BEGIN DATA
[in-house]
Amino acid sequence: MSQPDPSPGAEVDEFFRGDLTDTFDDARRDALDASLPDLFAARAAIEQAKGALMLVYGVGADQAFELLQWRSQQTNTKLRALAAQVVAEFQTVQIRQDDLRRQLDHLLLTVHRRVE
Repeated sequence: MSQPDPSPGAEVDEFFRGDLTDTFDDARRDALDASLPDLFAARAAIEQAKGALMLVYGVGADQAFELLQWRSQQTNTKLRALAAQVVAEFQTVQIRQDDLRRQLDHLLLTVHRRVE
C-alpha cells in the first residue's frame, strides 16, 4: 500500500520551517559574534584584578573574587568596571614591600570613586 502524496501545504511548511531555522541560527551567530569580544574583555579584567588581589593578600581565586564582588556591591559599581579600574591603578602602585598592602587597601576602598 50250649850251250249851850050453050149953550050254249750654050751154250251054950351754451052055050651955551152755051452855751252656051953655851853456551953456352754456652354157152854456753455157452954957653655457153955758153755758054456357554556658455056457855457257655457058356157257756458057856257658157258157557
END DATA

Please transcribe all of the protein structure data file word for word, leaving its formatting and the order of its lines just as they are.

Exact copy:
[in-house]
Amino acid sequence: MSQPDPSPGAEVDEFFRGDLTDTFDDARRDALDASLPDLFAARAAIEQAKGALMLVYGVGADQAFELLQWRSQQTNTKLRALAAQVVAEFQTVQIRQDDLRRQLDHLLLTVHRRVE
Repeated sequence: MSQPDPSPGAEVDEFFRGDLTDTFDDARRDALDASLPDLFAARAAIEQAKGALMLVYGVGADQAFELLQWRSQQTNTKLRALAAQVVAEFQTVQIRQDDLRRQLDHLLLTVHRRVE
C-alpha cells in the first residue's frame, strides 16, 4: 500500500520551517559574534584584578573574587568596571614591600570613586 502524496501545504511548511531555522541560527551567530569580544574583555579584567588581589593578600581565586564582588556591591559599581579600574591603578602602585598592602587597601576602598 50250649850251250249851850050453050149953550050254249750654050751154250251054950351754451052055050651955551152755051452855751252656051953655851853456551953456352754456652354157152854456753455157452954957653655457153955758153755758054456357554556658455056457855457257655457058356157257756458057856257658157258157557